Once an aggregation is located we want to know many things, such as: 1) how many fish are in it, 2) what size are they in area, 3) what is their reproductive condition, 4) how long will they stay at the site, 5) will they return later if they leave, 6) what is the seasonality, if any, etc.. Many of these questions can now be approached scientifically in a much more rigorous manner than even a decade ago. Still and video cameras allow documentation of behavior in great detail. Time lapse still photography, having a stationary camera taking photos at a regular interval where the aggregations occurs, can be used to determine the presence or absence of an aggregation for several days on end, something impossible to do with diving techniques. Stereo-video camera systems can be used to determine the lengths of fishes within aggregations to a high degree of accuracy.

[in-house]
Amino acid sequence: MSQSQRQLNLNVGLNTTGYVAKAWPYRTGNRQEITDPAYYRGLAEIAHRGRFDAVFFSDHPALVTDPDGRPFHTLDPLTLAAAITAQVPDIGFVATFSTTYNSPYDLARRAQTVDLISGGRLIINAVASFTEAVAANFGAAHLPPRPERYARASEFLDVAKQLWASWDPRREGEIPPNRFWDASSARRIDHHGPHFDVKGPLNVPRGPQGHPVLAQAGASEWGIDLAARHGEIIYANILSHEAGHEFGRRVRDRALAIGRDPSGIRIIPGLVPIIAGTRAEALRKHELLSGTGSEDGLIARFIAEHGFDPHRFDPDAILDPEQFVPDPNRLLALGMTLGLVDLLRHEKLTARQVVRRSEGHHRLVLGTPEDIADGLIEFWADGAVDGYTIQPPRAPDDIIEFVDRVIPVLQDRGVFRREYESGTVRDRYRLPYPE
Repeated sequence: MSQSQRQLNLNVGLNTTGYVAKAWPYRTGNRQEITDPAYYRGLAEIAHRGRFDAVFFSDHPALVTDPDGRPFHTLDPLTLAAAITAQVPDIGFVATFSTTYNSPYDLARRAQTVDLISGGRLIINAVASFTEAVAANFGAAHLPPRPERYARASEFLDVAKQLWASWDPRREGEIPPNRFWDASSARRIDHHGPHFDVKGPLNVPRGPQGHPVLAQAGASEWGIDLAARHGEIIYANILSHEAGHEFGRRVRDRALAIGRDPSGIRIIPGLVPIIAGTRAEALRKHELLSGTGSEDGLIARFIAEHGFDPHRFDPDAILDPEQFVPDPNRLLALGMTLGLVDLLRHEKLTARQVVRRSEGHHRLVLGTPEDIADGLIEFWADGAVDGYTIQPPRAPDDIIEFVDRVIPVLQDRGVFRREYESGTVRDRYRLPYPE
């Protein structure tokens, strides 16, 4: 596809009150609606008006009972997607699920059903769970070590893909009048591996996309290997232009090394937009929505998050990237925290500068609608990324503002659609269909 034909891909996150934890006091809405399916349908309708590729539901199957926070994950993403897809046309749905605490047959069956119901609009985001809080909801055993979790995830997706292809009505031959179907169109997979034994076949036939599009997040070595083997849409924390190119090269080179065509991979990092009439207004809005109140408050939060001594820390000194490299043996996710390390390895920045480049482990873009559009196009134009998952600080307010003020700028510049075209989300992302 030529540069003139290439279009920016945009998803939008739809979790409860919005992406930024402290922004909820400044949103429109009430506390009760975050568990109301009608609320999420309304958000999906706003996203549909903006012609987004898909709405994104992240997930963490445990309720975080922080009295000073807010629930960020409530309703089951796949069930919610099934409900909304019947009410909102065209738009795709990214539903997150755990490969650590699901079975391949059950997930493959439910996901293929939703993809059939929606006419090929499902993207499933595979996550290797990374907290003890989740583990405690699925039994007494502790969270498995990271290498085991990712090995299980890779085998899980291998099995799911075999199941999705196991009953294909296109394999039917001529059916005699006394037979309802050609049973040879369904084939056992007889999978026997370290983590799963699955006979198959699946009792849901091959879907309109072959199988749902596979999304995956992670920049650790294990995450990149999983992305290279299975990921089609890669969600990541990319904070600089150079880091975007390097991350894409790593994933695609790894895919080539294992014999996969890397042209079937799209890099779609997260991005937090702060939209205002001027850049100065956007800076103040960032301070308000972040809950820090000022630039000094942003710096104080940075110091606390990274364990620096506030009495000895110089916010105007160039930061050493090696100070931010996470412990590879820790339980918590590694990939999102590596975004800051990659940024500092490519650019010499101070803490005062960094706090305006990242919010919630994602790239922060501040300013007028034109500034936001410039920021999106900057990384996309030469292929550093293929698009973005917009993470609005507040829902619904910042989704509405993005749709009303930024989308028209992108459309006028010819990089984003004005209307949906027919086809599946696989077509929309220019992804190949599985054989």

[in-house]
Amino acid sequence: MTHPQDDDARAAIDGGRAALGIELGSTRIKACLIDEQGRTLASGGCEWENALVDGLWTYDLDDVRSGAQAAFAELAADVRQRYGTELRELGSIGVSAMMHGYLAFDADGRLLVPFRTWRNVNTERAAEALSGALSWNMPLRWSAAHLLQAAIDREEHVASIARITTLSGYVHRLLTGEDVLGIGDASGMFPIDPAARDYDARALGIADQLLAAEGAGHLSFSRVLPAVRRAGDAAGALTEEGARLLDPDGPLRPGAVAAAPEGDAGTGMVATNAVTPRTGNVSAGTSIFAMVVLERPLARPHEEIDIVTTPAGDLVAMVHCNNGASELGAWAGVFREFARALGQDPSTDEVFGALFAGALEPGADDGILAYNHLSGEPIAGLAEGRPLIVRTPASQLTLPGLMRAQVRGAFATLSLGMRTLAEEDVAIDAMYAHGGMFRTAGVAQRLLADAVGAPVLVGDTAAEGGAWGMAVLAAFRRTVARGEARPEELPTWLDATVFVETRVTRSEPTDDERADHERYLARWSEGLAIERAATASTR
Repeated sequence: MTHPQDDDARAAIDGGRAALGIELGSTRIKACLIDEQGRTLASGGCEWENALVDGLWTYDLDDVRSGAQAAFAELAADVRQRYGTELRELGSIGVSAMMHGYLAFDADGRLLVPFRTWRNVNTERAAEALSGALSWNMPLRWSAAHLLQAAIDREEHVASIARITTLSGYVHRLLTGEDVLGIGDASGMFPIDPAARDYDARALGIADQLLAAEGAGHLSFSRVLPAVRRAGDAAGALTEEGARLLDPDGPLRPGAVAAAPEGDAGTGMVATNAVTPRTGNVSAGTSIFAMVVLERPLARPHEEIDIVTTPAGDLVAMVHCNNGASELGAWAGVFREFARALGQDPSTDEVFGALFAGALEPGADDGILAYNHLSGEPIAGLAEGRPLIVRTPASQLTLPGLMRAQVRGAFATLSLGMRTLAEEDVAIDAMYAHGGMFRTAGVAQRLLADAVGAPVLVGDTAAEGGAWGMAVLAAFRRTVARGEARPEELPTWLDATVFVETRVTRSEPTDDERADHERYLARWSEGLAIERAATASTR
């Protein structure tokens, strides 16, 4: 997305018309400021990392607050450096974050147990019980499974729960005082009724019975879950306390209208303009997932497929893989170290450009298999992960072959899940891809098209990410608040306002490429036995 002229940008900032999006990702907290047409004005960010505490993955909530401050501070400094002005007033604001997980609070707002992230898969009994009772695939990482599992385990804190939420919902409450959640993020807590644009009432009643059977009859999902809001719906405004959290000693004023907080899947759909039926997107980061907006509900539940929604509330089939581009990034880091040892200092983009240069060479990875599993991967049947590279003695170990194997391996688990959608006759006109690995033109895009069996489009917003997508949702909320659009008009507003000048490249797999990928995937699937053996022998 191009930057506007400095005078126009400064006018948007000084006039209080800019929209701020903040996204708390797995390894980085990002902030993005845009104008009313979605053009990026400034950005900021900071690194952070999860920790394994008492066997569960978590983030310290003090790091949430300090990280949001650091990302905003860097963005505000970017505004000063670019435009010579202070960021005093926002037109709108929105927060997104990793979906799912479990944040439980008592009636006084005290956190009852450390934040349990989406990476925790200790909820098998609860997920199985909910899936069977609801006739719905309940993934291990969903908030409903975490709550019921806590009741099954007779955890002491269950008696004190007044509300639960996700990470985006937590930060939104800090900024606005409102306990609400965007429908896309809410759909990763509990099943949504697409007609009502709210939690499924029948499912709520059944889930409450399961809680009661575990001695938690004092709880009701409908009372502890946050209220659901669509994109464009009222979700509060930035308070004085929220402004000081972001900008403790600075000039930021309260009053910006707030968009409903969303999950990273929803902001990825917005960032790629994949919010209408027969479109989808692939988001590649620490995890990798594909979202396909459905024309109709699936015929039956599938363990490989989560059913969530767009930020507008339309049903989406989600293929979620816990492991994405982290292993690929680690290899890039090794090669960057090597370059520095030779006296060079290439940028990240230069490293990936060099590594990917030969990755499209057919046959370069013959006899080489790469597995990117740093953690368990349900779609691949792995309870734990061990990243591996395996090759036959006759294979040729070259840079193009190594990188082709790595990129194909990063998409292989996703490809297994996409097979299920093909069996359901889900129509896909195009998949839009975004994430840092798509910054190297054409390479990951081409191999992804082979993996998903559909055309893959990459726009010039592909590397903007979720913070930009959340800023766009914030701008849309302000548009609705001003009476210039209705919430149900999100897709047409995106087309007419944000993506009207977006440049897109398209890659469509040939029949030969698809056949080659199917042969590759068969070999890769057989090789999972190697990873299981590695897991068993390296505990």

Estimating the numbers of fish in aggregations can be attempted using a number of techniques. Simple line transects can be run through the area of aggregation with counts of fish made over time or distance swum. If fish are spread out over a fairly broad area, a preferable technique is for a diver to tow a logging GPS unit on the surface while counting fish on a minute-by-minute basis. This can allow much of the aggregation to be covered and the counts can be related to the the distance (and area) of each one-minute survey with GPS positions. This allows construction of a map of geographic density for the aggregation that can be repeated any time in the future. This type of plot is useful because it shows not only the areas where the fish are, but also the areas where they were not present. The geographic extent of an aggregation is quickly apparent from a single species plot.